Monthly archives: March 2016

Development research: Access all areas?

Alexandra Elbakyan is in hiding, possibly in Russia. Elsevier, the publishing giant, have filed a legal case against her for sharing millions of academic journal papers on the internet. Her actions are a protest against the paywalls that so many scholarly articles are hidden behind.

If you work in a research environment, these paywalls are all too common in your daily work. When looking for journal articles about international development sanitation earlier this week, I was dismayed to discover that the vast majority were locked away behind pay walls. Having working in research for a number of years, I am familiar with the frustration of finding what looks from the abstract like it might be exactly the paper you have been searching for, only to discover that to access the full text you will need to fork out an extortionate sum because it is published in a journal that your institution does not have a subscription for.
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Mind the confidence gap

Last week I went to assessment centre for a role that involved leading teams and projects within an international development organisation. Speaking to others towards the end of the day about how they thought their one-to-one interviews went, I noticed something. The male candidates were extremely up-beat about their interviews whilst the women were significantly more reserved.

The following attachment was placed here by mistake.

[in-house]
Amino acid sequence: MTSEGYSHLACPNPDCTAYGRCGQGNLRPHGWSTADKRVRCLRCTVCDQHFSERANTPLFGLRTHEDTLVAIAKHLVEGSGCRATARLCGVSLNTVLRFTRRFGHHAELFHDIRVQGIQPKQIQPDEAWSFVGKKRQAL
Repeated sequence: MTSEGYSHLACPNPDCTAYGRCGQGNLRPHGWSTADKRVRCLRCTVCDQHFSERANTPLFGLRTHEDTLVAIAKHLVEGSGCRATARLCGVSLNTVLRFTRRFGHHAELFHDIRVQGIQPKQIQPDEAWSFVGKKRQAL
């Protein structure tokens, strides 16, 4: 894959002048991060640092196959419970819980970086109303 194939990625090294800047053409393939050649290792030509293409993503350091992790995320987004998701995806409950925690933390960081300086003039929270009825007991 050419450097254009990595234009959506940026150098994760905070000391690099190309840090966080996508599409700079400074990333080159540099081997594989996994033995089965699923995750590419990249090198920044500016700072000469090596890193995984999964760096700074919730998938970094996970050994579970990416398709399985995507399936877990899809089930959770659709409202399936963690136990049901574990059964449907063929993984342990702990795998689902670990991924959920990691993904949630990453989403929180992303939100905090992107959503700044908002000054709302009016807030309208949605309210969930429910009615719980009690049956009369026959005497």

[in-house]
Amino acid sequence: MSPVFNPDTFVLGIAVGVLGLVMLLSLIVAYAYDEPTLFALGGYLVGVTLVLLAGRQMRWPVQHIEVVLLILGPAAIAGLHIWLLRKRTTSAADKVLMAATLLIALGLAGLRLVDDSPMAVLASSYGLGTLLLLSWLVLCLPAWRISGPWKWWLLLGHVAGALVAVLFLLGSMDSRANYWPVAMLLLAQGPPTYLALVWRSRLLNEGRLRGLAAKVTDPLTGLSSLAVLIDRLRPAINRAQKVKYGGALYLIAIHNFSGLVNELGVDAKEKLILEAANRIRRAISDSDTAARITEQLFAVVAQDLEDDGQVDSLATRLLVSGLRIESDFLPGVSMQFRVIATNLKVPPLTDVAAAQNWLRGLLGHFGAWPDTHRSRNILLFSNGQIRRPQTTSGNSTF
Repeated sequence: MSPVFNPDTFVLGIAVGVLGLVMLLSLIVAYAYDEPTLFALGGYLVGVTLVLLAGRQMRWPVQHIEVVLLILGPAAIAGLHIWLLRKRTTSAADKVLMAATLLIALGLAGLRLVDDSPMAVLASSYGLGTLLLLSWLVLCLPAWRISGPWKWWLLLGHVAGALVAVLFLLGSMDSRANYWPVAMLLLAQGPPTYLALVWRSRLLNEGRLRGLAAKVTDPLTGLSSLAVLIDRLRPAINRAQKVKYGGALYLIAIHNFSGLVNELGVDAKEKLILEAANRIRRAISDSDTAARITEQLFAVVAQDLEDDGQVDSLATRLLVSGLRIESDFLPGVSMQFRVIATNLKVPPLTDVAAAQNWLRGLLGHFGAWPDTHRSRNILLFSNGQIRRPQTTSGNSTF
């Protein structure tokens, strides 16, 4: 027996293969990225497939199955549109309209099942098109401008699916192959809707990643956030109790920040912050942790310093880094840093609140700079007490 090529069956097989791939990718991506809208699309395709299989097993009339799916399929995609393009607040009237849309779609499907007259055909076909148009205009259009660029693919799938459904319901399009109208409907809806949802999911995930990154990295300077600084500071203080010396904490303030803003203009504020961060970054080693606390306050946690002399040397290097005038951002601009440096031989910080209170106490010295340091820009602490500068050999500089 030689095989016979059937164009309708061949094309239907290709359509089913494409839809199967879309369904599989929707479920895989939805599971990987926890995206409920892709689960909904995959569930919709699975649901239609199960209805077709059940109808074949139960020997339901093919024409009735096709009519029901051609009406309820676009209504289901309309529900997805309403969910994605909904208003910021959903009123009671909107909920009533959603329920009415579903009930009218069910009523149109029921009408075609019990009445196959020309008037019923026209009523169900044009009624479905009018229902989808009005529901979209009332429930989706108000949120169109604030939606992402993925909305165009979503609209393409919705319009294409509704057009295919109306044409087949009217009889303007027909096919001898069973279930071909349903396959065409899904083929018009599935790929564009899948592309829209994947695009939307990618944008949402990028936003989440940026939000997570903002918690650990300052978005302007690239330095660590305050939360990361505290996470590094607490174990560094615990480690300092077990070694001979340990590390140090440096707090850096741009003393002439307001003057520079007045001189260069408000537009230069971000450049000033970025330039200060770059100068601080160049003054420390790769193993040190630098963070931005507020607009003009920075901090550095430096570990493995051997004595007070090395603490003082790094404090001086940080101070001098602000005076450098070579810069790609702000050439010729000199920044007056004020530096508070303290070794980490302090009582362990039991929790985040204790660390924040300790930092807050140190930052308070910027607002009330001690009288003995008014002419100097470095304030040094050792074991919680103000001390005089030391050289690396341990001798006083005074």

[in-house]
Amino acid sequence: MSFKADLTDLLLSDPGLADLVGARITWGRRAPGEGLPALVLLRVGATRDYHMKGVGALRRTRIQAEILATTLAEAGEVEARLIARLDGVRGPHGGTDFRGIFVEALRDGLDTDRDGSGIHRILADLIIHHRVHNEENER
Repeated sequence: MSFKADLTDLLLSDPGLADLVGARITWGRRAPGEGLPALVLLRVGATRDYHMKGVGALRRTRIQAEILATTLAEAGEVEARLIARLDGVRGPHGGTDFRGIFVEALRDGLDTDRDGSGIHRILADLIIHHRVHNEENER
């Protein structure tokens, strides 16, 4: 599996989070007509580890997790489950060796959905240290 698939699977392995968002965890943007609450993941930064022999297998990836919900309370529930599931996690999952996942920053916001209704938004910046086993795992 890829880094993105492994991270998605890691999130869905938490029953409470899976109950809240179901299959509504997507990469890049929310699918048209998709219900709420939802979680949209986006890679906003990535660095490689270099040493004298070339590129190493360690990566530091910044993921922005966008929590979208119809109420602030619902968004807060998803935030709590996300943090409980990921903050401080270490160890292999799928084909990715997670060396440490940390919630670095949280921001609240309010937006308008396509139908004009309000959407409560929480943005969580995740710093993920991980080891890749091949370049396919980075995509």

A few of these women ended up having a brief discussion about how well they thought they sell themselves and again the outcome was not positive. They found it difficult to give themselves credit for their contribution to work as part of a team, they perceived many of their achievements as less down to their own knowledge and skills than a good dose of luck and generally, they disliked the feeling of arrogance associated with telling people what they were good at. Certainly not an ideal situation in which to face an interview panel.
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